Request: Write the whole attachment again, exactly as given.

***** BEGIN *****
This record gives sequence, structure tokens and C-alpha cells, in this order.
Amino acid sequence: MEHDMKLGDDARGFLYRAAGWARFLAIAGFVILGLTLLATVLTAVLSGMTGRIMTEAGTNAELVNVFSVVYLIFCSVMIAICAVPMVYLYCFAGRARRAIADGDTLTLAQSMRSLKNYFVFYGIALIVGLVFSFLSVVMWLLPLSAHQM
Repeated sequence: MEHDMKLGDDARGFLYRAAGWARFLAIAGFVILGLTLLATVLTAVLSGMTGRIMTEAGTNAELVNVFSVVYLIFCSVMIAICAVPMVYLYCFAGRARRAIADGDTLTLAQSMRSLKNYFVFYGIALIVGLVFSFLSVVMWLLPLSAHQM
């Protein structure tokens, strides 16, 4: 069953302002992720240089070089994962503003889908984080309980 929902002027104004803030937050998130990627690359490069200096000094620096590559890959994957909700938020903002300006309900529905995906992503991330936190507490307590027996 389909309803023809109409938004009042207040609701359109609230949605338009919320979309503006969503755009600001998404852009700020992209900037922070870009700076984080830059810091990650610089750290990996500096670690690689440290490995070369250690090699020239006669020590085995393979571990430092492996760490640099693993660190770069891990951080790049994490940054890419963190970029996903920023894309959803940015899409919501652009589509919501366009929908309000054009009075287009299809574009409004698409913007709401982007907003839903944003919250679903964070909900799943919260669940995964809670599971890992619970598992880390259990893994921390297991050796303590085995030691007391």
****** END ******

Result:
This record gives sequence, structure tokens and C-alpha cells, in this order.
Amino acid sequence: MEHDMKLGDDARGFLYRAAGWARFLAIAGFVILGLTLLATVLTAVLSGMTGRIMTEAGTNAELVNVFSVVYLIFCSVMIAICAVPMVYLYCFAGRARRAIADGDTLTLAQSMRSLKNYFVFYGIALIVGLVFSFLSVVMWLLPLSAHQM
Repeated sequence: MEHDMKLGDDARGFLYRAAGWARFLAIAGFVILGLTLLATVLTAVLSGMTGRIMTEAGTNAELVNVFSVVYLIFCSVMIAICAVPMVYLYCFAGRARRAIADGDTLTLAQSMRSLKNYFVFYGIALIVGLVFSFLSVVMWLLPLSAHQM
């Protein structure tokens, strides 16, 4: 069953302002992720240089070089994962503003889908984080309980 929902002027104004803030937050998130990627690359490069200096000094620096590559890959994957909700938020903002300006309900529905995906992503991330936190507490307590027996 389909309803023809109409938004009042207040609701359109609230949605338009919320979309503006969503755009600001998404852009700020992209900037922070870009700076984080830059810091990650610089750290990996500096670690690689440290490995070369250690090699020239006669020590085995393979571990430092492996760490640099693993660190770069891990951080790049994490940054890419963190970029996903920023894309959803940015899409919501652009589509919501366009929908309000054009009075287009299809574009409004698409913007709401982007907003839903944003919250679903964070909900799943919260669940995964809670599971890992619970598992880390259990893994921390297991050796303590085995030691007391």